Vol. 11, No. 2
BOLETIN_TEOLOGICO_JLAT_11.2.indd 17 9/11/16 6:51 a.m.Valdir Steuernagel
the authority of the Scriptures. This authority points toward Christ,
and, therefore, demands a Christocentric reading of the Scriptures.
The same declaration recognizes, with gratitude, the importance
of missionaries who brought the Book to our continent and
proclaimed it here in many ways. It also recognizes that the church
born from the proclamation of the Word from this Book should
always return to it in order to overcome its own superfciality
and its misunderstanding of this Word. Therefore, the gathering
in Cochabamba denounced biblical illiteracy and emphasized the
need to read the Bible fully aware of our contemporary setting. The
Declaration says:
The need of the hour is to turn to the Word of God in
submission to the Holy Spirit. It involves returning to
the Bible and to the Lord who reigns through it. It is to
call into question our “evangelical traditions” in light
of written revelation. It means placing every activity of
the church under the judgment of the Word of the
living God. It is to obey the clear demands of the Word of
God in announcing the message of Jesus Christ to all,
calling all people to be His disciples, and, within the
complex social, political and economic scene in Latin
America, to become a community which expresses the
spirit of justice, kindness, and service which is implied
4in the Gospel.
In the early years of the FTL, I was a seminary student in the
School of Theology of the Igreja Evangélica de Confssão Luterana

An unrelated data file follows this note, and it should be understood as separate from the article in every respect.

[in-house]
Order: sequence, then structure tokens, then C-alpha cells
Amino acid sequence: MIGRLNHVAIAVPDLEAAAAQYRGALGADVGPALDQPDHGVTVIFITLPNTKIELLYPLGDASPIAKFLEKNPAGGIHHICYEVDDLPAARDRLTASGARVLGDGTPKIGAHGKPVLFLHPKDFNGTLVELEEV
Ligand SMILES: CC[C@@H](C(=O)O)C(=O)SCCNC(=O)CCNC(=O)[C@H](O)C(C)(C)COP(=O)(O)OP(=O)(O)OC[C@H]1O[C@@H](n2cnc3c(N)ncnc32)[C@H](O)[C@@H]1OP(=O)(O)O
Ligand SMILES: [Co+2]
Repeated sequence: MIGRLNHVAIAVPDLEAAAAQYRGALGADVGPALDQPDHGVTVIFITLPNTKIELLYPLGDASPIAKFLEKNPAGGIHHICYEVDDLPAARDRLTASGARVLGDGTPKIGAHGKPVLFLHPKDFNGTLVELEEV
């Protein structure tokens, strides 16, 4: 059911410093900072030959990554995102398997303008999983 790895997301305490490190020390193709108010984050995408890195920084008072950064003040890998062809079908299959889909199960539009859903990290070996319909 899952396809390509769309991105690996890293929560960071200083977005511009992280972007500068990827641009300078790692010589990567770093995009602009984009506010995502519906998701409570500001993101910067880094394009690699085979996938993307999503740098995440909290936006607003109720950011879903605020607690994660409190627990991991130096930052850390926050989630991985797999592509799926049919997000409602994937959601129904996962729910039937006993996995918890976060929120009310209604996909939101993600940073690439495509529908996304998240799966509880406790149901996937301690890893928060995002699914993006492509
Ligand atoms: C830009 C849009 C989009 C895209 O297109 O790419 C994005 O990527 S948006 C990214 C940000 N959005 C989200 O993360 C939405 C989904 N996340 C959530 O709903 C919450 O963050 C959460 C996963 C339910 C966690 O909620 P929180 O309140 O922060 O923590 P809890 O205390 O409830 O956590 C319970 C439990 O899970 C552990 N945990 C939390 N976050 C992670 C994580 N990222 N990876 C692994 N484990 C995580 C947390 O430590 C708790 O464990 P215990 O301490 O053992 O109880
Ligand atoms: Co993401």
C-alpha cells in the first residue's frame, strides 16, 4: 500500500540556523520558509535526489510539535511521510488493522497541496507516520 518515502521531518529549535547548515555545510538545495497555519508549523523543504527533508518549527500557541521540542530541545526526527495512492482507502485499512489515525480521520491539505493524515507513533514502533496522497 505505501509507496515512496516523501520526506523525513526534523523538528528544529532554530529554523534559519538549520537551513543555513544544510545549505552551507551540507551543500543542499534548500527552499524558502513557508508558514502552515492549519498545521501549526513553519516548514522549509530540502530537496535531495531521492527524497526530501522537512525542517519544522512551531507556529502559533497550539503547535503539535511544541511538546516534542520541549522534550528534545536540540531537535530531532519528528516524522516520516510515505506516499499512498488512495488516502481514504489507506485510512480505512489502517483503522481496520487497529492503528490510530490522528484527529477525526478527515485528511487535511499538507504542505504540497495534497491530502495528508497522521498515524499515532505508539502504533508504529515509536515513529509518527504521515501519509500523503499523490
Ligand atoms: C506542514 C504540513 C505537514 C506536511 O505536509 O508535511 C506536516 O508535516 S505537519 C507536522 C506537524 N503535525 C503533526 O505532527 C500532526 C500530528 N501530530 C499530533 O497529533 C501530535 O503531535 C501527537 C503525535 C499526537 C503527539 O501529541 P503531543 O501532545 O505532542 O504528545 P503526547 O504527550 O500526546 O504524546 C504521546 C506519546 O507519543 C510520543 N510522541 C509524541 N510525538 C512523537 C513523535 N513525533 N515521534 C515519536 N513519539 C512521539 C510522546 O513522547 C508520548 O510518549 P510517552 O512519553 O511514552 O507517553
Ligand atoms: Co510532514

(Lutheran Confession Protestant Church). Coming from a pietistic
German background, in which the Bible was affrmed in its “closed
totality,” I came face to face with a liberal German theology that
taught that the seminarian should approach the Bible and dissect it
18
4. Ibid.
Latin American Theology
BOLETIN_TEOLOGICO_JLAT_11.2.indd 18 9/11/16 6:51 a.m.Forty-Five Years of the FTL and its Biblical Theology: A
Bit of Theology along the Way…and Mary
as a medical student would dissect a cadaver in order to understand
the human body. The “closed totality” had become, in my journey,
an “open door” before which very little seemed to be left standing.
I will not go into the tension between these two approaches to the
Bible nor into the diffculty of fnding a space that both affrmed the
Bible and dialogued with the biblical text, the community of faith,
and the context: a true conversation in which one’s faith is
encouraged, one’s vocation is worked out, and one’s neighbor is met. The
ABU/FTL offered me this new and necessary space where I entered
into a conversation about survival and the meaning of life. They
also held out a vision that the Book needed to be very open, that the
soul is thirsty for the Word-Presence that emerges from the Book,
and that this Word gives meaning to life in all of its areas and hope
for the steps that need to be taken—taken in community.
Now I will tell my “stories.” In the end, they will shed light on
how to open the Book.